New York City's population has jumped to a whopping 8.8 million after the Big Apple gained more residents over the last decade thank many other major cities combined. 

From 2010 to 2020, it welcomed 629,057 new New Yorkers to the five boroughs, more than the total number of people who moved to Los Angeles, Houston, Dallas and Phoenix during the same period.

The newest data, compiled during the worst of the COVID-19 crisis last Spring, was release by the US Census Bureau released on Thursday.

Officials in the Big Apple had feared a population drop as the pandemic worsened, which could have affected federal aid, while New York City served as an unwanted epicenter. 

'Substantial and surprising,' said Steven Romalewski, an expert in city demographics at the CUNY’s Graduate Center. 

'It’s really impressive to see this kind of growth against the backdrop of the pandemic — and not only the claims that everyone was making about people leaving the city leaving the droves, but also collecting all the data during the pandemic.'

People are seen walking through Times Square in New York, where a 7.7 percent increase in population from 2010 to 2020 made the total jump to 8.8 million

People are seen walking through Times Square in New York, where a 7.7 percent increase in population from 2010 to 2020 made the total jump to 8.8 million

People with and without masks walk on a crowded boardwalk at Coney Island on Memorial Day in the Brooklyn Borough of New York on May 31

People with and without masks walk on a crowded boardwalk at Coney Island on Memorial Day in the Brooklyn Borough of New York on May 31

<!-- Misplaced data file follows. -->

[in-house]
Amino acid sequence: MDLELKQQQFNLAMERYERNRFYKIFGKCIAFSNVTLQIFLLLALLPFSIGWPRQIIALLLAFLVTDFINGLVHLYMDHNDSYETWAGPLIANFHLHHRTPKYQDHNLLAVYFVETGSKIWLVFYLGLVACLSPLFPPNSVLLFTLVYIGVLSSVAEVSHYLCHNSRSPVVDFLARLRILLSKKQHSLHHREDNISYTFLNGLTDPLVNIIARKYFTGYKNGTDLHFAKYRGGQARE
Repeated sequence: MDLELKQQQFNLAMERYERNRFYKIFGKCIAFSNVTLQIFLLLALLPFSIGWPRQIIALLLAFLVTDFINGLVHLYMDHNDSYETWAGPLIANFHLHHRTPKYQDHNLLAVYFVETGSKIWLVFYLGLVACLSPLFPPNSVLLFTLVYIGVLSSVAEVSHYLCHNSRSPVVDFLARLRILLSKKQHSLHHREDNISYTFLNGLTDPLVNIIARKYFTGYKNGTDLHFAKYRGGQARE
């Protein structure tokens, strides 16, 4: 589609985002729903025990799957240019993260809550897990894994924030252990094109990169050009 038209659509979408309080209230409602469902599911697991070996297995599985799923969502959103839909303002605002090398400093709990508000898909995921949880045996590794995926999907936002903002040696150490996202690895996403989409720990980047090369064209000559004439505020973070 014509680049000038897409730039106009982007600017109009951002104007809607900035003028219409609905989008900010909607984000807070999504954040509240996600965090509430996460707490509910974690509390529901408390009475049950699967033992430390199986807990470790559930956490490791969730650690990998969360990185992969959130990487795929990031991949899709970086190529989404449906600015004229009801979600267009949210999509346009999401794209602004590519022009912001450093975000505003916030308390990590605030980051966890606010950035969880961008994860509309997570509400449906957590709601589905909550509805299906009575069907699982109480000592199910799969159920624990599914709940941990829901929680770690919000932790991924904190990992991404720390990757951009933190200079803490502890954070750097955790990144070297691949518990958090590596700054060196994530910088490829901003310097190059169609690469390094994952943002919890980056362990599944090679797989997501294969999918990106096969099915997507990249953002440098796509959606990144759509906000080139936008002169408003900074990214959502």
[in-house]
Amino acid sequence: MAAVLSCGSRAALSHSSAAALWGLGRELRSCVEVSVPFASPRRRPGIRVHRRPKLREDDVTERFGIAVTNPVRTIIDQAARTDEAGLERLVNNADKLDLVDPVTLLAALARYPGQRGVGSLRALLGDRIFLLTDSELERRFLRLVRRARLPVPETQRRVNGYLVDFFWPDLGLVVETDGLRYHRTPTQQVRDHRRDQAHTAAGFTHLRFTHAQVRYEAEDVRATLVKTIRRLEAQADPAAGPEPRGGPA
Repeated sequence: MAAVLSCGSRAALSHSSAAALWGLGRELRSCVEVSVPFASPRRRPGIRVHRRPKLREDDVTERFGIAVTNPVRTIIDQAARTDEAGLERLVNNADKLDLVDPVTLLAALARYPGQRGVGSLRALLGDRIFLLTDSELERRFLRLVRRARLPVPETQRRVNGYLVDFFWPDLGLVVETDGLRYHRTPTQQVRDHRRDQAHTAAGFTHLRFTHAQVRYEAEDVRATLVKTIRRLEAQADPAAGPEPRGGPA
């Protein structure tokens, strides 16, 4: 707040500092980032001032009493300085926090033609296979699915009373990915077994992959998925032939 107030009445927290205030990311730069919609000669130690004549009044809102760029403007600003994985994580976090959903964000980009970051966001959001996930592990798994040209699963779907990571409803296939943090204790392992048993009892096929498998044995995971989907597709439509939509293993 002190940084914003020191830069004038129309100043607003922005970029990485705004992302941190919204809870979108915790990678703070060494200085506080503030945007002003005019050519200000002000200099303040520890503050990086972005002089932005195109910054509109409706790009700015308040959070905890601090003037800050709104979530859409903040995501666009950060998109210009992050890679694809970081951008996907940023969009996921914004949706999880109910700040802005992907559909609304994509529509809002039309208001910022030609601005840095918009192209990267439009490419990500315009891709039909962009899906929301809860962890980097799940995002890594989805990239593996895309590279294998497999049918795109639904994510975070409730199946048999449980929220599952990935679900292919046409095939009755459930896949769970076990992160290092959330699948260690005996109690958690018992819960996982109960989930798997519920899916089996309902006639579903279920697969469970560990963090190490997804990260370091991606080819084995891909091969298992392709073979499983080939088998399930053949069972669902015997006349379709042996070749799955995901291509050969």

The surge in New York's population amounts to a 7.7 percent increase, a figure helping to dispel theories that the pandemic would take a permanent, and big, bite out of the Big Apple. 

'I’m surprised — very surprised by that. I thought the flow of population was heading out,' Mike C., an actor who lives in Brooklyn, told New York Post.

The outlet reports that the other top ten US cities saw increases in their respective populations, none of which came close to the spike in New York City.

After Gotham, Houston saw 205,000 new faces move to the city over the same time frame, with the populations of Los Angeles increasing by 106,000 people and Dallas by 107,000. 

Meanwhile, Philadelphia, the only other northeast city besides New York to break into the top ten, picked up a far more modest 78,000.

And while Chicago gained a meager 54,000 people over that ten year period, bringing the total population to 2.7 million, the figure is far more impressive considering the city was losing residents a decade ago.  

As for the five boroughs, Brooklyn remains the fastest-growing in New York, seeing a 9.2 percent increase of 231,374 new residents from 2010 to last year, making the overall borough population 2.7 million, making Brooklyn the same size as Chicago population-wise.

The next fastest-growing borough was Queens, which increased by 174,742 people to bring the total population to 2.4 million.  

Shoppers enjoy Manhattan, as new figures show that New York's population rocketed by close to 700,000 in the last decade

Shoppers enjoy Manhattan, as new figures show that New York's population rocketed by close to 700,000 in the last decade 

Perhaps most unsurprisingly, Staten Island remains the city's slowest growing borough, with the smallest borough in New York only adding 27,012 new residents to the island. The population is now 496,000 after the modest 5.8 increase. 

'People are always going to come to New York. It’s not one of those cities that dies, you know,' Brooklynite Nick Ambro told the Post.

'Many bad things have happened to this city, and it still kept going.'

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